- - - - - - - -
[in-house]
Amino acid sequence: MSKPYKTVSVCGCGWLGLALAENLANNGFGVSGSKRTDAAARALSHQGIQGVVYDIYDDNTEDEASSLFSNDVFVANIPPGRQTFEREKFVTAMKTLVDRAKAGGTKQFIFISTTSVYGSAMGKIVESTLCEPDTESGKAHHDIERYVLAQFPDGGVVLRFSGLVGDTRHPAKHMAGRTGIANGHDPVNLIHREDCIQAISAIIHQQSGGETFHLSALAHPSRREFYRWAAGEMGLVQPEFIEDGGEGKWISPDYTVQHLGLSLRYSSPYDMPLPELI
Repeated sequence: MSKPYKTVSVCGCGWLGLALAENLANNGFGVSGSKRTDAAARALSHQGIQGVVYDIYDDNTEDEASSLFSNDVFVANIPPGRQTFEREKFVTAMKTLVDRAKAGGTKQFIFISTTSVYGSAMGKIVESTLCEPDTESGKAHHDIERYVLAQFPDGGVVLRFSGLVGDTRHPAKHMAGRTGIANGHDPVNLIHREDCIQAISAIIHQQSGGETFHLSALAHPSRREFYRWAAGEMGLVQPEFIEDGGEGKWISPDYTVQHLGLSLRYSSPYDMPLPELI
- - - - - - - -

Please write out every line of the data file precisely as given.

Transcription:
[in-house]
Amino acid sequence: MSKPYKTVSVCGCGWLGLALAENLANNGFGVSGSKRTDAAARALSHQGIQGVVYDIYDDNTEDEASSLFSNDVFVANIPPGRQTFEREKFVTAMKTLVDRAKAGGTKQFIFISTTSVYGSAMGKIVESTLCEPDTESGKAHHDIERYVLAQFPDGGVVLRFSGLVGDTRHPAKHMAGRTGIANGHDPVNLIHREDCIQAISAIIHQQSGGETFHLSALAHPSRREFYRWAAGEMGLVQPEFIEDGGEGKWISPDYTVQHLGLSLRYSSPYDMPLPELI
Repeated sequence: MSKPYKTVSVCGCGWLGLALAENLANNGFGVSGSKRTDAAARALSHQGIQGVVYDIYDDNTEDEASSLFSNDVFVANIPPGRQTFEREKFVTAMKTLVDRAKAGGTKQFIFISTTSVYGSAMGKIVESTLCEPDTESGKAHHDIERYVLAQFPDGGVVLRFSGLVGDTRHPAKHMAGRTGIANGHDPVNLIHREDCIQAISAIIHQQSGGETFHLSALAHPSRREFYRWAAGEMGLVQPEFIEDGGEGKWISPDYTVQHLGLSLRYSSPYDMPLPELI